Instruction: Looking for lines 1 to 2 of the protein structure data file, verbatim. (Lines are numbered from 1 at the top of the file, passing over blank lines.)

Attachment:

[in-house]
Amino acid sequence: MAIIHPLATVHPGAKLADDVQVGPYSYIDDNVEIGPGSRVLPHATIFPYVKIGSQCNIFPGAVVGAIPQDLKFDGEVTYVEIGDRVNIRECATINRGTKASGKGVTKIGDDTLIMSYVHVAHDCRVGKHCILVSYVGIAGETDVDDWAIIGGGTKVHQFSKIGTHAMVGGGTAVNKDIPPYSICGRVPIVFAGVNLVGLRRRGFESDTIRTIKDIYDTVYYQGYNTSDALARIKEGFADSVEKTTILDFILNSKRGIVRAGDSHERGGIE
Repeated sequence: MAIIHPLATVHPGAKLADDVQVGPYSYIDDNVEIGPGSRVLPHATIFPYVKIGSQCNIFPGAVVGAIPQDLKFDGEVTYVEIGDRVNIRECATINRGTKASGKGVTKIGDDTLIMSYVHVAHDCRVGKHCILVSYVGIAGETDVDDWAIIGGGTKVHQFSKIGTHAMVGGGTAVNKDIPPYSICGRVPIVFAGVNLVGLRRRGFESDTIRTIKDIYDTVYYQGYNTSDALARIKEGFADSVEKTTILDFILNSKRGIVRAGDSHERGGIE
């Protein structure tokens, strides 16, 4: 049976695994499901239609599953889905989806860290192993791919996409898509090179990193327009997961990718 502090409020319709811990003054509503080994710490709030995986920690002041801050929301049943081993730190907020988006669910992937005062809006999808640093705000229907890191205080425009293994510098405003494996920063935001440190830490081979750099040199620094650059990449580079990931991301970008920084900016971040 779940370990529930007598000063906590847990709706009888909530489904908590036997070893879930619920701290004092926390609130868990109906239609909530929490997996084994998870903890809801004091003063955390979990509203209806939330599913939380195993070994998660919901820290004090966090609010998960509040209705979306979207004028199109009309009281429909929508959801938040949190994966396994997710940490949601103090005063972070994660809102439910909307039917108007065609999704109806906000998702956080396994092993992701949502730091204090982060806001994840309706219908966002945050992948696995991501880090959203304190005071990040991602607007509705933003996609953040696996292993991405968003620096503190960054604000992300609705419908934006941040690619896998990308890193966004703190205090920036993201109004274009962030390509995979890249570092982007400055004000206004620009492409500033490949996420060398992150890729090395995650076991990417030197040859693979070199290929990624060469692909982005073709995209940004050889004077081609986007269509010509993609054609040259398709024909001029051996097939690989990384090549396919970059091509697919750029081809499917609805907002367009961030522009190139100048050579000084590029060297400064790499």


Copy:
[in-house]
Amino acid sequence: MAIIHPLATVHPGAKLADDVQVGPYSYIDDNVEIGPGSRVLPHATIFPYVKIGSQCNIFPGAVVGAIPQDLKFDGEVTYVEIGDRVNIRECATINRGTKASGKGVTKIGDDTLIMSYVHVAHDCRVGKHCILVSYVGIAGETDVDDWAIIGGGTKVHQFSKIGTHAMVGGGTAVNKDIPPYSICGRVPIVFAGVNLVGLRRRGFESDTIRTIKDIYDTVYYQGYNTSDALARIKEGFADSVEKTTILDFILNSKRGIVRAGDSHERGGIE